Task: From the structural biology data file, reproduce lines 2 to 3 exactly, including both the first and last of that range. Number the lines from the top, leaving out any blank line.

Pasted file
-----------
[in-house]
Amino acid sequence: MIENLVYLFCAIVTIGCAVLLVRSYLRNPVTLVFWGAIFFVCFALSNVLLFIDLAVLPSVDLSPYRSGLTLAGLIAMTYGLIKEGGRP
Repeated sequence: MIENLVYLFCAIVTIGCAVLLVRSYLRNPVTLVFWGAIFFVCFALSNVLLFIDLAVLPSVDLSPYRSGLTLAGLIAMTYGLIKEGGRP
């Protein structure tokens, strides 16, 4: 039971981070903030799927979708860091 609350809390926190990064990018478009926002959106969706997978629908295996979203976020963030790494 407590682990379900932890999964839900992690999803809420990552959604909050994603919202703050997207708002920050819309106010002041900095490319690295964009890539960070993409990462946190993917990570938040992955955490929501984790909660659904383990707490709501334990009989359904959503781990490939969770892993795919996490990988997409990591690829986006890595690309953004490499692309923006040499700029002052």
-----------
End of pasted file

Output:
Amino acid sequence: MIENLVYLFCAIVTIGCAVLLVRSYLRNPVTLVFWGAIFFVCFALSNVLLFIDLAVLPSVDLSPYRSGLTLAGLIAMTYGLIKEGGRP
Repeated sequence: MIENLVYLFCAIVTIGCAVLLVRSYLRNPVTLVFWGAIFFVCFALSNVLLFIDLAVLPSVDLSPYRSGLTLAGLIAMTYGLIKEGGRP